Imagine the apoplectic Precious Perfect Special Comment rage Keith Olbermann [remember him?] would have worked himself into had this memo come to light under W . . .
Unusual candor from Mika Brzezinski and Harold Ford, Jr. on the double standard that exists for Republicans and Democrats. Discussing on today's Morning Joe the Obama administration memo that has been uncovered authorizing the use of drone strikes to kill U.S. citizens abroad, Mika admitted that there would have been a "huge controversy" if such a memo had surfaced during the Bush administration. Ford said that "Democrats have to think now about how they conducted themselves and the questions they raised about Bush administration tactics." Joe Scarborough flatly declared that had the policy come to light under Bush, it would have been "stopped" by the ensuing outcry. View the video after the jump.
Andrea Mitchell isn't about to let a good hurricane go to waste in her push for economy-wrecking climate change regulations.
On her MSNBC show today, Andrea Mitchell claimed that recent weather events including Superstorm Sandy have "taught us if nothing else, that we have a real climate problem and that we have to deal with this here even if the rest of the world isn't going to deal with it in China and elsewhere." View the video after the jump.
The regularity with which Joe Scarborough refers to having won his congressional races has become a matter of mirth on Morning Joe. When Joe did so yet again this morning, he wound up contradicting himself on the issue of the electability of conservative candidates.
Scarborough was criticizing candidates who are supposedly too conservative to win, citing Republican gubernatorial candidate Ken Cuccinelli of Virginia, whom he called "certifiable" on some issues. But—unable to resist a boast—Scarborough then contradicted himself, recalling that when he ran for Congress from Florida, "Newt Gingrich and the the Republican establishment worked against me, because they thought I was too conservative to win my district." Uh, yeah--and yet you won. View the video after the jump.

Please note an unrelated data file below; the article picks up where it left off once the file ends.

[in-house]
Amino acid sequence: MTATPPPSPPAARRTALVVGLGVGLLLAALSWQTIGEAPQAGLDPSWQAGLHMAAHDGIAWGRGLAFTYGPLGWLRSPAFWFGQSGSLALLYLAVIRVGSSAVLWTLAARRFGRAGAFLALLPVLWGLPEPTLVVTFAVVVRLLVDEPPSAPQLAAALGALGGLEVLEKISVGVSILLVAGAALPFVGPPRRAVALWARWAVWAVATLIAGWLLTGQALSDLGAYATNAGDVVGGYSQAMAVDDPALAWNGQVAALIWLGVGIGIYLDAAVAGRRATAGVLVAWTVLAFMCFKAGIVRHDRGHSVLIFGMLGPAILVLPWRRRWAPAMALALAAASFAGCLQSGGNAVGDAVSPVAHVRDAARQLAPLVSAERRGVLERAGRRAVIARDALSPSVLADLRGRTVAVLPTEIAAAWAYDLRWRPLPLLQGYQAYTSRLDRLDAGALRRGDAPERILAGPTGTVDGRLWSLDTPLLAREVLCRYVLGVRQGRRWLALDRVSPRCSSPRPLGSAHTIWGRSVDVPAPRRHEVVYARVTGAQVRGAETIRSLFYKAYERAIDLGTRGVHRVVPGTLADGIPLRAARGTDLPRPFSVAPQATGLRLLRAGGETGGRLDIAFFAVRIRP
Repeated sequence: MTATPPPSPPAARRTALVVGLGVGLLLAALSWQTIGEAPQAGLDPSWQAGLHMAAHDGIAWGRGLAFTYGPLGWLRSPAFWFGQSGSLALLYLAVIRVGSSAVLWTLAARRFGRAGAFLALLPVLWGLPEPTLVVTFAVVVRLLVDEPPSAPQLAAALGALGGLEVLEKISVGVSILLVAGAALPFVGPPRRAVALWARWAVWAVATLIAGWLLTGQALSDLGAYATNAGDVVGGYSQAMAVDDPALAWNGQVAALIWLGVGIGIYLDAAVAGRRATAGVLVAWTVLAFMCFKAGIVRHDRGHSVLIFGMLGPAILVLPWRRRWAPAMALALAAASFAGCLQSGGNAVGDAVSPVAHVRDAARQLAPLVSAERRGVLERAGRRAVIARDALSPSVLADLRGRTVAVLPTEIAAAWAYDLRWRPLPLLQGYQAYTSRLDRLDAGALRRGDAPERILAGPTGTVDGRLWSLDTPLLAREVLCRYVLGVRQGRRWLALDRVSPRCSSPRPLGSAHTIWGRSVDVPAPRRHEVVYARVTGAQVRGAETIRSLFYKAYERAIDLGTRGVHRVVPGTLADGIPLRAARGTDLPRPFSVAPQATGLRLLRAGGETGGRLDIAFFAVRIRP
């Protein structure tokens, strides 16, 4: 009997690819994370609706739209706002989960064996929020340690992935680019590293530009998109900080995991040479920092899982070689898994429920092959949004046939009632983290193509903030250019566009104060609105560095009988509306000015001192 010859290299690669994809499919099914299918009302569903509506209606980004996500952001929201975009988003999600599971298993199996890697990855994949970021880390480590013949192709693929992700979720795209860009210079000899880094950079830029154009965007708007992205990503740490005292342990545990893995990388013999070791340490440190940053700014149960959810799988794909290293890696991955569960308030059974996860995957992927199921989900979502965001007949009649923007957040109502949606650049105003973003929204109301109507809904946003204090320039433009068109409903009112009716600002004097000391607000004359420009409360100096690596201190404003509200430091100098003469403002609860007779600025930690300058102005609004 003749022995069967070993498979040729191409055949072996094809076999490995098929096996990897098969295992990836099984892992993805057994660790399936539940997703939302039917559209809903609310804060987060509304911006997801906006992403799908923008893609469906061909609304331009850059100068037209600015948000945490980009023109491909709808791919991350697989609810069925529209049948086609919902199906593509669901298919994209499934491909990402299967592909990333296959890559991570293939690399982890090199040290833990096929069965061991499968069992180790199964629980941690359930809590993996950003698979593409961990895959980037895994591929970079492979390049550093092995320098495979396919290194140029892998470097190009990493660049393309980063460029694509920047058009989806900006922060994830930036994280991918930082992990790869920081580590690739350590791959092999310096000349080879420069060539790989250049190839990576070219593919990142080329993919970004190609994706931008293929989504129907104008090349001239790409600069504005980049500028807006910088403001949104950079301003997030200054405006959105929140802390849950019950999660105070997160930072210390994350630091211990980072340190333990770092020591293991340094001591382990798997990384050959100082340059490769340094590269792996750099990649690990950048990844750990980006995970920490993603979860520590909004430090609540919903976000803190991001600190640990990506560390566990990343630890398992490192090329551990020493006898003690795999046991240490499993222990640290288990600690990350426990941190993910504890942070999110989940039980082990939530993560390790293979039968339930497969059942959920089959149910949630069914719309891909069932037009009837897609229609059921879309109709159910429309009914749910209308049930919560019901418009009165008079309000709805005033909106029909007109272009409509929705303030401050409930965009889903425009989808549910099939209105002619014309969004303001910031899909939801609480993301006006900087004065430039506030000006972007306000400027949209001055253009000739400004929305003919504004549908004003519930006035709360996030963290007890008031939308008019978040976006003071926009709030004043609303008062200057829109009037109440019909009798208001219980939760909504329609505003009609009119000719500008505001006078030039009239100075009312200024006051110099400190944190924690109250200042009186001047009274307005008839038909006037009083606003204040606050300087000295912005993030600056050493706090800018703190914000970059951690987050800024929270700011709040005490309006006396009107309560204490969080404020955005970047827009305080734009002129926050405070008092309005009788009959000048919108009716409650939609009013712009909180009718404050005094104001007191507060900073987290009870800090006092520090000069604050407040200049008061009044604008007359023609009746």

Sarah Palin's profile might not be as high as it was a few years ago, but she apparently still serves as a convenient punching bag for the left.
On today's Morning Joe, as Joe Scarborough railed against the allegedly "stupid" arguments NRA leader Wayne LaPierre made on Fox News Sunday yesterday, Mika Brzezinski muttered "something Sarah Palin would say." Consider that Palin had been in no way quoted, nor had her position on gun control been discussed. This was nothing more than a gratuitious shot at Palin, obviously still a bogeyman for the MSM. H/t cobokat. View the video after the jump.
Surprised they didn't opt for the auto da fe analogy . . .
On Chris Hayes's MSNBC show this morning, Ali Gharib, editor of the "Open Zion" blog at the Daily Beast, described the questioning of Chuck Hagel at his Senate confirmation hearing as "a Republican purge" and a "Maoist public shaming." Michael Hastings of the Rolling Stone begged to differ, finding it more reminiscent of "Stalin." View the video after the jump.
The most disturbing thing is that she's probably right . . .
On Melissa Harris-Perry's MSNBC show this morning, Cristina Jiménez, leader of United We Dream, an organization that advocates on behalf of illegal immigrant youth, declared "we are undocumented and unafraid, because this is what we learned in school." In American schools of today, dominated by government employee unions, she's likely only too accurate about what's being taught. View the video after the jump.
Looks like liberals are still trying to peddle the discredited allegation that Tea Party members attacked black members of Congress.